(Reinventing wheels) Maybe our world has become more people-shaped.

by aaq2 min read3rd Dec 20196 comments

5

Frontpage

Let's stow our QM caps and pretend Democritus was right: Atoms turn out to be the fundamental, indivisible units of physical reality after all. Let's further pretend that some flavor of hard determininism is in play: There is nothing apart from the motions and interactions of the atoms that governs the way the Universe ambles through time.

Past, perhaps, the first Planck moment of existence, where we might be initializing all of the constants we'll need, our billiard-ball universe is quite amenable to explanations at the atomic level in the language of causality. Why is Atom A here, and not there, at time t? Because it was caused to be there by the actions of the other atoms, and due to certain properties of A itself, in the time leading up to t.

In theory, this means that any level of abstraction we build up from the atomic one should preserve that ability to be described causally. But the amount of computational power we would need to actually pull that off would be staggering, far, far more than we could possibly fit within 3 pounds of grey matter. So even starting from the most deterministic possible model, as agents within the system, we don't really have the ability to directly leverage that causality.

Instead, we are forced by our own limited resources to construct abstractions that are simple enough for us to reason about. These abstractions throw out a lot of detail! And when you throw away even a small amount of detail, you lose the clean isomorphism-to-reality that allows our earlier statement of causality to be preserved. When you're dealing with atoms, in the billiard ball world, you can always predict where they'll be if you have enough power; when you're dealing with aprroximations of atoms, you lose the "always".

So not only is the map not the territory, if you lose the territory, there is no way to perfectly accurately reconstruct it from the map alone. If you ever find yourself in that unenviable place, you'll have to make (dare I say it) aesthetic decisions in the reconstruction process.

And that's a weird thing to think about, not least because that isn't the case in mathematics. If you have a finite-bandwidth mathematical signal, you can perfectly reconstruct it from a finite number of details about it with the correct sampling conditions. That's just the most direct example. What about how we can use set theory to define the natural numbers, for example, 0 = null; 1 = {null} = {0}; 2 = {{null}, null} = {1, 0}; ... ? In fact, mathematics abounds with territories that can be perfectly reconstructed from very small maps - that's one of the most interesting things about it as a subject.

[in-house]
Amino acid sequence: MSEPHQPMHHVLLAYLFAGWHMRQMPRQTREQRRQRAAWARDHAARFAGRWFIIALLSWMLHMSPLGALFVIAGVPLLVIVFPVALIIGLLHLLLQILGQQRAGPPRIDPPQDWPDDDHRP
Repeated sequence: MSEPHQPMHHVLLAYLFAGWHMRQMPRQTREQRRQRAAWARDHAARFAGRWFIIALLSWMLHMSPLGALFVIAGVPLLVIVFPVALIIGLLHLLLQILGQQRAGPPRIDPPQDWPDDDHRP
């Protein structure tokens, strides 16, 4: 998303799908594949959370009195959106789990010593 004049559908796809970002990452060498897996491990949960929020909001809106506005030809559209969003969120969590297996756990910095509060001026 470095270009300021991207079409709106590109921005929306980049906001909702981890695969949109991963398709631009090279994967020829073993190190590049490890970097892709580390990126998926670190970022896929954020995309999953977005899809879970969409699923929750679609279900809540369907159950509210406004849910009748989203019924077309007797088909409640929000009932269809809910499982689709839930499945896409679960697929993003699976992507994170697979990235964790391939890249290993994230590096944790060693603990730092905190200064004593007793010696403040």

In other words, it feels awfully like causality should be a rare and fleeting thing, as rare as pouring a bottle of clover honey into your chamomile tea and having it form into a tiny little honey-fairy taking a nice bath.


And yet... All of that clashes with my very enjoyably lived experience that, on the day-to-day human level, causality actually seems to work pretty freaking fine for most of my decisions.

Why? What on Earth is the difference?

I have a boring but serviceable hypothesis: We've just been around long enough to make our world human-shaped enough to let this happen.

Look around you. Chances are ninety percent of the interesting/useful/beautiful/etc. objects around you were either designed by humans, or placed there strategically by them. We might only have 3 pounds of grey matter to work with, but we had the fantastic luck to have a big chunk of that grey matter go towards a really good abstraction of how other humans worked. That means we can perform second-, and even third-order abstractions on how to set things up for them so they will have an easier time. When we wrap this chunk around and use it on ourselves, we often come up with better ways to do things than if we just introspected directly.